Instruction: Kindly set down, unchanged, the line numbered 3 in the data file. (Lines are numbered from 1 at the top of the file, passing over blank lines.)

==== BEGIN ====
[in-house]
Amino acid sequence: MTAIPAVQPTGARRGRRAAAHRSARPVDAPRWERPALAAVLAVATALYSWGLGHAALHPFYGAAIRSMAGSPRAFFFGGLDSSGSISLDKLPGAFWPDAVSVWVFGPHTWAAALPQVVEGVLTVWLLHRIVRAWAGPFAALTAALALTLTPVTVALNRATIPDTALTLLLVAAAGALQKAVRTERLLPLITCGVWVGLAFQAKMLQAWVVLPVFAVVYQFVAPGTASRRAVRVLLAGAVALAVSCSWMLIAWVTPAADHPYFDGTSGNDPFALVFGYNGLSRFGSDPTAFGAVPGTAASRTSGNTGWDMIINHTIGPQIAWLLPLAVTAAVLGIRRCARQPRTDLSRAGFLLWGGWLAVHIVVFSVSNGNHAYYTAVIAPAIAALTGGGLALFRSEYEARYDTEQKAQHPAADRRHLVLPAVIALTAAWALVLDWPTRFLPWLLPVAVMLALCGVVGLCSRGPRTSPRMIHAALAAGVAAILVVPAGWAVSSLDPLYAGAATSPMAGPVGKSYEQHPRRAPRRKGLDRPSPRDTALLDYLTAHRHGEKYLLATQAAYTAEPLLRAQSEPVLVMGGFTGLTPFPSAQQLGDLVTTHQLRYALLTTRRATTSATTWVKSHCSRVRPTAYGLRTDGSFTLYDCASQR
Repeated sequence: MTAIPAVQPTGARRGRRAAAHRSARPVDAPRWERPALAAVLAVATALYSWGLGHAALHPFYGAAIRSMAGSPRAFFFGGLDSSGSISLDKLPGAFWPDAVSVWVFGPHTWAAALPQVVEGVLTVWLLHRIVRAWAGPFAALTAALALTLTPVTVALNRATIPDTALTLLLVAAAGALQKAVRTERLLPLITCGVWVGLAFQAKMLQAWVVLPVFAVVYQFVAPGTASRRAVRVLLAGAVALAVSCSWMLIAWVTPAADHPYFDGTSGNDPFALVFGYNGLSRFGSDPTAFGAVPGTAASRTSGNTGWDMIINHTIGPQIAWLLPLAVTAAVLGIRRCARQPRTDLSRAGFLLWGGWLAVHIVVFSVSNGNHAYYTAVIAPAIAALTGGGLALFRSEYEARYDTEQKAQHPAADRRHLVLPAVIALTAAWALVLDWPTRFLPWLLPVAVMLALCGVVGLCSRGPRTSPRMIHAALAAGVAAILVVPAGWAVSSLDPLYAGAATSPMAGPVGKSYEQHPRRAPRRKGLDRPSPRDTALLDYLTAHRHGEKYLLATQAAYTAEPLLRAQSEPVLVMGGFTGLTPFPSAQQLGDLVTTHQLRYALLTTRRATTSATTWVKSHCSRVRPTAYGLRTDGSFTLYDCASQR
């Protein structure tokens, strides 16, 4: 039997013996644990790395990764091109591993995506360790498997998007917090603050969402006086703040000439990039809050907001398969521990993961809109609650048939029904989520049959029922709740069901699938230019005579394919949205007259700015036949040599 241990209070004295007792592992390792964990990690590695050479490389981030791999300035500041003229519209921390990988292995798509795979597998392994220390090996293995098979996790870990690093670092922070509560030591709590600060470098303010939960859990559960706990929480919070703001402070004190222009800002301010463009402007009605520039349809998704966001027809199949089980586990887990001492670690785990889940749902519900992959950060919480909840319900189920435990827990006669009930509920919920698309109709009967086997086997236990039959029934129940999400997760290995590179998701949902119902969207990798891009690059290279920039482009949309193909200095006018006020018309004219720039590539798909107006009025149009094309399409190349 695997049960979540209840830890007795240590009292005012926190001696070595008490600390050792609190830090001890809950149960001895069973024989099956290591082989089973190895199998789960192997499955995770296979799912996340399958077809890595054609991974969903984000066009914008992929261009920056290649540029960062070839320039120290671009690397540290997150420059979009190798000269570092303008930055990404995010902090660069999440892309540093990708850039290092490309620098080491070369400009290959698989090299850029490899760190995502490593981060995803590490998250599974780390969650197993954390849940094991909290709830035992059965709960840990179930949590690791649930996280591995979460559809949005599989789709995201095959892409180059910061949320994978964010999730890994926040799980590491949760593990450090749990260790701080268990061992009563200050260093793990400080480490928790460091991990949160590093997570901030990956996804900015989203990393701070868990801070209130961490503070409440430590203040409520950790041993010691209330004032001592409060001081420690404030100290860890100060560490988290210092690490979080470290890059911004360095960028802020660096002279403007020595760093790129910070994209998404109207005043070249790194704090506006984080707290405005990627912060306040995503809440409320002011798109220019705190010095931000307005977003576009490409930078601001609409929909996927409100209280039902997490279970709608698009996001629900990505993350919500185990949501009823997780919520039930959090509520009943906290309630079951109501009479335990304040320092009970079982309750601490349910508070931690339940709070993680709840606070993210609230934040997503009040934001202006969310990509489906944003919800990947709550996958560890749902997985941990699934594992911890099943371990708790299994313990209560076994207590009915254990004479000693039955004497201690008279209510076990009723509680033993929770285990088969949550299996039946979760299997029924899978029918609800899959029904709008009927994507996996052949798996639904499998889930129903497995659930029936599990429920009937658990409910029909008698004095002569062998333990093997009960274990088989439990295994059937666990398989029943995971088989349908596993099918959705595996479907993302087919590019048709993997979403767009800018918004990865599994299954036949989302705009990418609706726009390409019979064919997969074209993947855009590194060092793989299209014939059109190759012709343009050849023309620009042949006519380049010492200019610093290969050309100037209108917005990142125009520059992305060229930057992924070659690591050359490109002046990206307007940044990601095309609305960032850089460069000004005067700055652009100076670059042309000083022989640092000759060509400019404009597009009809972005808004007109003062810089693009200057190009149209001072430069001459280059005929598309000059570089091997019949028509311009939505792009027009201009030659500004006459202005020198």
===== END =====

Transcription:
Repeated sequence: MTAIPAVQPTGARRGRRAAAHRSARPVDAPRWERPALAAVLAVATALYSWGLGHAALHPFYGAAIRSMAGSPRAFFFGGLDSSGSISLDKLPGAFWPDAVSVWVFGPHTWAAALPQVVEGVLTVWLLHRIVRAWAGPFAALTAALALTLTPVTVALNRATIPDTALTLLLVAAAGALQKAVRTERLLPLITCGVWVGLAFQAKMLQAWVVLPVFAVVYQFVAPGTASRRAVRVLLAGAVALAVSCSWMLIAWVTPAADHPYFDGTSGNDPFALVFGYNGLSRFGSDPTAFGAVPGTAASRTSGNTGWDMIINHTIGPQIAWLLPLAVTAAVLGIRRCARQPRTDLSRAGFLLWGGWLAVHIVVFSVSNGNHAYYTAVIAPAIAALTGGGLALFRSEYEARYDTEQKAQHPAADRRHLVLPAVIALTAAWALVLDWPTRFLPWLLPVAVMLALCGVVGLCSRGPRTSPRMIHAALAAGVAAILVVPAGWAVSSLDPLYAGAATSPMAGPVGKSYEQHPRRAPRRKGLDRPSPRDTALLDYLTAHRHGEKYLLATQAAYTAEPLLRAQSEPVLVMGGFTGLTPFPSAQQLGDLVTTHQLRYALLTTRRATTSATTWVKSHCSRVRPTAYGLRTDGSFTLYDCASQR